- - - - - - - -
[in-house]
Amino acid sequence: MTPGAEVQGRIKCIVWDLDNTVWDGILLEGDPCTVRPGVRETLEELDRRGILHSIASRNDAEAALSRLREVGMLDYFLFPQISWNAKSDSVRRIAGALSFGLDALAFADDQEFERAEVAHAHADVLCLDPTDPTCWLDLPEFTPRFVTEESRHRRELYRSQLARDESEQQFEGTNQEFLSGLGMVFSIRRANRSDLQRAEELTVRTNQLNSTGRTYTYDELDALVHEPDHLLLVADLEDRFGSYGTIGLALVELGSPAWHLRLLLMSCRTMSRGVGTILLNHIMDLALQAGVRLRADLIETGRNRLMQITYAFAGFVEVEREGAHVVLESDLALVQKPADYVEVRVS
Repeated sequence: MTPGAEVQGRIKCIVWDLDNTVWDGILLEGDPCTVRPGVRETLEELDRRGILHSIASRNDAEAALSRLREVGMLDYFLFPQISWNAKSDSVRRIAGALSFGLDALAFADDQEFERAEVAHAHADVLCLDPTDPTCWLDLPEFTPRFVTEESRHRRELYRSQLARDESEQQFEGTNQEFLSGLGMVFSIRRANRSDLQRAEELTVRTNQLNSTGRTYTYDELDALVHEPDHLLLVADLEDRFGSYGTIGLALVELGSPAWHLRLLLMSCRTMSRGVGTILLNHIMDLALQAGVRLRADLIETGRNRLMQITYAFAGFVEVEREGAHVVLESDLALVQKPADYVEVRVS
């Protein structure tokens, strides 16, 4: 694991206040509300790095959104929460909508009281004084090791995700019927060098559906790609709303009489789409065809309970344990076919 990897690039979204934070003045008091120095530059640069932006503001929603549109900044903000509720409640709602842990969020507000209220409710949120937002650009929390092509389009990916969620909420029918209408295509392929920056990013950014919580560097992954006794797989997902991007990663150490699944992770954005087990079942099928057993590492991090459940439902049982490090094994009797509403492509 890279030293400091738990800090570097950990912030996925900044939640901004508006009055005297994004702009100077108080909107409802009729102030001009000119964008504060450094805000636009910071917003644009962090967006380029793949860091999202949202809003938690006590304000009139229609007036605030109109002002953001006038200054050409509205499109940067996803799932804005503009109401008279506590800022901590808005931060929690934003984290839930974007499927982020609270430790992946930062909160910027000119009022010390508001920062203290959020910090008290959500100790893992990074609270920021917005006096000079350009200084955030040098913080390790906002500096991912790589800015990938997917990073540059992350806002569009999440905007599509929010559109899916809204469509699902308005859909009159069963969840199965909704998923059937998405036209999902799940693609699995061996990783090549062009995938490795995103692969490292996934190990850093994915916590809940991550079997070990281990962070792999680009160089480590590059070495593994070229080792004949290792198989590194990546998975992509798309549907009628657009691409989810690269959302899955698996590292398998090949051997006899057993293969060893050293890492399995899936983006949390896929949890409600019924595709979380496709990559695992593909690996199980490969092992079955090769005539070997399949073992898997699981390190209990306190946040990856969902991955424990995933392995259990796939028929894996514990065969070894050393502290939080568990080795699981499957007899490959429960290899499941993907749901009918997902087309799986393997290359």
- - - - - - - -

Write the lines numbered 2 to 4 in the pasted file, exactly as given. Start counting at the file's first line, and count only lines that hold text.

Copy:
Amino acid sequence: MTPGAEVQGRIKCIVWDLDNTVWDGILLEGDPCTVRPGVRETLEELDRRGILHSIASRNDAEAALSRLREVGMLDYFLFPQISWNAKSDSVRRIAGALSFGLDALAFADDQEFERAEVAHAHADVLCLDPTDPTCWLDLPEFTPRFVTEESRHRRELYRSQLARDESEQQFEGTNQEFLSGLGMVFSIRRANRSDLQRAEELTVRTNQLNSTGRTYTYDELDALVHEPDHLLLVADLEDRFGSYGTIGLALVELGSPAWHLRLLLMSCRTMSRGVGTILLNHIMDLALQAGVRLRADLIETGRNRLMQITYAFAGFVEVEREGAHVVLESDLALVQKPADYVEVRVS
Repeated sequence: MTPGAEVQGRIKCIVWDLDNTVWDGILLEGDPCTVRPGVRETLEELDRRGILHSIASRNDAEAALSRLREVGMLDYFLFPQISWNAKSDSVRRIAGALSFGLDALAFADDQEFERAEVAHAHADVLCLDPTDPTCWLDLPEFTPRFVTEESRHRRELYRSQLARDESEQQFEGTNQEFLSGLGMVFSIRRANRSDLQRAEELTVRTNQLNSTGRTYTYDELDALVHEPDHLLLVADLEDRFGSYGTIGLALVELGSPAWHLRLLLMSCRTMSRGVGTILLNHIMDLALQAGVRLRADLIETGRNRLMQITYAFAGFVEVEREGAHVVLESDLALVQKPADYVEVRVS
């Protein structure tokens, strides 16, 4: 694991206040509300790095959104929460909508009281004084090791995700019927060098559906790609709303009489789409065809309970344990076919 990897690039979204934070003045008091120095530059640069932006503001929603549109900044903000509720409640709602842990969020507000209220409710949120937002650009929390092509389009990916969620909420029918209408295509392929920056990013950014919580560097992954006794797989997902991007990663150490699944992770954005087990079942099928057993590492991090459940439902049982490090094994009797509403492509 890279030293400091738990800090570097950990912030996925900044939640901004508006009055005297994004702009100077108080909107409802009729102030001009000119964008504060450094805000636009910071917003644009962090967006380029793949860091999202949202809003938690006590304000009139229609007036605030109109002002953001006038200054050409509205499109940067996803799932804005503009109401008279506590800022901590808005931060929690934003984290839930974007499927982020609270430790992946930062909160910027000119009022010390508001920062203290959020910090008290959500100790893992990074609270920021917005006096000079350009200084955030040098913080390790906002500096991912790589800015990938997917990073540059992350806002569009999440905007599509929010559109899916809204469509699902308005859909009159069963969840199965909704998923059937998405036209999902799940693609699995061996990783090549062009995938490795995103692969490292996934190990850093994915916590809940991550079997070990281990962070792999680009160089480590590059070495593994070229080792004949290792198989590194990546998975992509798309549907009628657009691409989810690269959302899955698996590292398998090949051997006899057993293969060893050293890492399995899936983006949390896929949890409600019924595709979380496709990559695992593909690996199980490969092992079955090769005539070997399949073992898997699981390190209990306190946040990856969902991955424990995933392995259990796939028929894996514990065969070894050393502290939080568990080795699981499957007899490959429960290899499941993907749901009918997902087309799986393997290359």